Memorable Manitobans: Henry Youle Hind (1823-1908)
Professor, geologist, explorer.
Born at Nottingham, England on 1 June 1823, the son of Thomas Hind and Sarah Youle, older brother to William George Richardson Hind. He attended Queen’s College, Cambridge, but did not graduate. In 1846 he emigrated to Canada. In 1850 he married Katherine Campbell. They had four children. In 1851 he became a member of the Canadian Institute, and in 1852 became first editor of the Canadian Journal: Repertory of Industry, Science and Art, Canada’s first scientific journal. He received the degree of MA from Trinity University, Toronto in 1853 and that of DCL from King’s College, Nova Scotia in 1890. From 1848 to 1853 he served on the staff of the Ontario Normal School in Toronto as lecturer in chemistry and mathematics; from 1853 to 1864 he was professor of chemistry and geology at Trinity College, Toronto.
In 1857 the Canadian government appointed him geologist and naturalist to accompany an expedition directed by George Gladman, with instructions to examine the country between Lake Superior and the Red River, to determine the best route between the Lake and the Red River Settlement. In fact, Hind became the expedition’s leader. He was instructed that “the objects to which your attention is requested are of a general nature, comprising a description of the main geological features of the country you traverse and whatever pertains to its natural history which you may have an opportunity of observing and recording.” He was in command of the Assiniboine and Saskatchewan Exploring expedition of 1858. His observations on the region -- published for popular consumption in 1860 as Narrative of the Canadian Red River Exploring Expedition of 1857 - proved poor geology but first-rate travel literature and propaganda on the value of the West. He subsequently commanded the Labrador Expedition of 1861. In 1864 he made a geological survey of New Brunswick, and in 1869-1871 a survey of the gold fields of Nova Scotia. In 1877 he served with the International Fisheries Commission then sitting at Halifax. In 1890 he became president of a church school at Edgehill, Nova Scotia.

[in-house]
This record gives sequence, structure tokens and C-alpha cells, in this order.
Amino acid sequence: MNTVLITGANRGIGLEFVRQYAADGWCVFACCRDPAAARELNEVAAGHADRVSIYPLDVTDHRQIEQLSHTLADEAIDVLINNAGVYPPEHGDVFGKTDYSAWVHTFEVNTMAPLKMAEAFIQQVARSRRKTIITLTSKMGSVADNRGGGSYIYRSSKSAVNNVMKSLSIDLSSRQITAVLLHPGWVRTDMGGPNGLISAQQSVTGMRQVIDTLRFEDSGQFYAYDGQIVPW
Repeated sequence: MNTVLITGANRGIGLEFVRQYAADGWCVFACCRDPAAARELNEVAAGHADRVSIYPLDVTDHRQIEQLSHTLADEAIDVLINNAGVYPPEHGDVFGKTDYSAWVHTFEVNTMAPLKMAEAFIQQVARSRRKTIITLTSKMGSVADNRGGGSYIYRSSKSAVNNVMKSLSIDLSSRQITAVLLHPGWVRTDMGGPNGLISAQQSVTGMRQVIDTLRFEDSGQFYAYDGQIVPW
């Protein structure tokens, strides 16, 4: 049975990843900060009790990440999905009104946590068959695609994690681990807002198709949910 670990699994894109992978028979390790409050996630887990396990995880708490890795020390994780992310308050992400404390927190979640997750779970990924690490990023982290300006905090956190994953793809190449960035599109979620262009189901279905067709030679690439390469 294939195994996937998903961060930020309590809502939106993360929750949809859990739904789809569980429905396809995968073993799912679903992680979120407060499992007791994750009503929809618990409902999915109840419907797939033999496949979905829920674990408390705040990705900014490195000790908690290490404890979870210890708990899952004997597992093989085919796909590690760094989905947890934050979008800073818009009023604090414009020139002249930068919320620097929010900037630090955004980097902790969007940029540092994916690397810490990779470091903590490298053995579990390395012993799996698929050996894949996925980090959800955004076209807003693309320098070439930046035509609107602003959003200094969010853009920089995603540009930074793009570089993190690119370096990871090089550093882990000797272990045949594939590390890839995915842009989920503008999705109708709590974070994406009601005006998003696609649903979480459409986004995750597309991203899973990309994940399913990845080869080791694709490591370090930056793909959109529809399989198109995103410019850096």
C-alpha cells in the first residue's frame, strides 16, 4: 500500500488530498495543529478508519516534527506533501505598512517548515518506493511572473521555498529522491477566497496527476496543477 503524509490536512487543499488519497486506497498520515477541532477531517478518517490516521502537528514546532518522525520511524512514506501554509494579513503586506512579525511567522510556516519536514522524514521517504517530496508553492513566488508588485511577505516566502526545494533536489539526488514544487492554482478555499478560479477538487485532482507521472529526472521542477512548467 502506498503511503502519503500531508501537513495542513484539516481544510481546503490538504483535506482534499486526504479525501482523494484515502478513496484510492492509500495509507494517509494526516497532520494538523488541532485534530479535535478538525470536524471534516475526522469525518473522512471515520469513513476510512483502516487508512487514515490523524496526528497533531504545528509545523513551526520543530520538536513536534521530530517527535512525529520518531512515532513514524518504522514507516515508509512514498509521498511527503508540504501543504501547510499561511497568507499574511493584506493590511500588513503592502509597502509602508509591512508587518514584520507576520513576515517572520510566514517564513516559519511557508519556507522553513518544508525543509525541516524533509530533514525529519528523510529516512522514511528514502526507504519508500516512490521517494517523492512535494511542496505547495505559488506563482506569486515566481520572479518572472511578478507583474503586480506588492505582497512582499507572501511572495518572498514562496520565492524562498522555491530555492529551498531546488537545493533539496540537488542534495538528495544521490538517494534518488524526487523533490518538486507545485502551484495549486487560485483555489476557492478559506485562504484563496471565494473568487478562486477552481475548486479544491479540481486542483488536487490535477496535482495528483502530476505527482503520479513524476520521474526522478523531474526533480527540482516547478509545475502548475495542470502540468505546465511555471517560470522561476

Hind died at Windsor, Nova Scotia on 9 August 1908. He is commemorated by Hind Avenue in Winnipeg.
Pioneers and Early Citizens of Manitoba, Winnipeg: Manitoba Library Association, 1971.
Dictionary of Manitoba Biography by John M. “Jack” Bumsted, Winnipeg: University of Manitoba Press, 1999.
This page was prepared by Gordon Goldsborough.
Page revised: 21 February 2016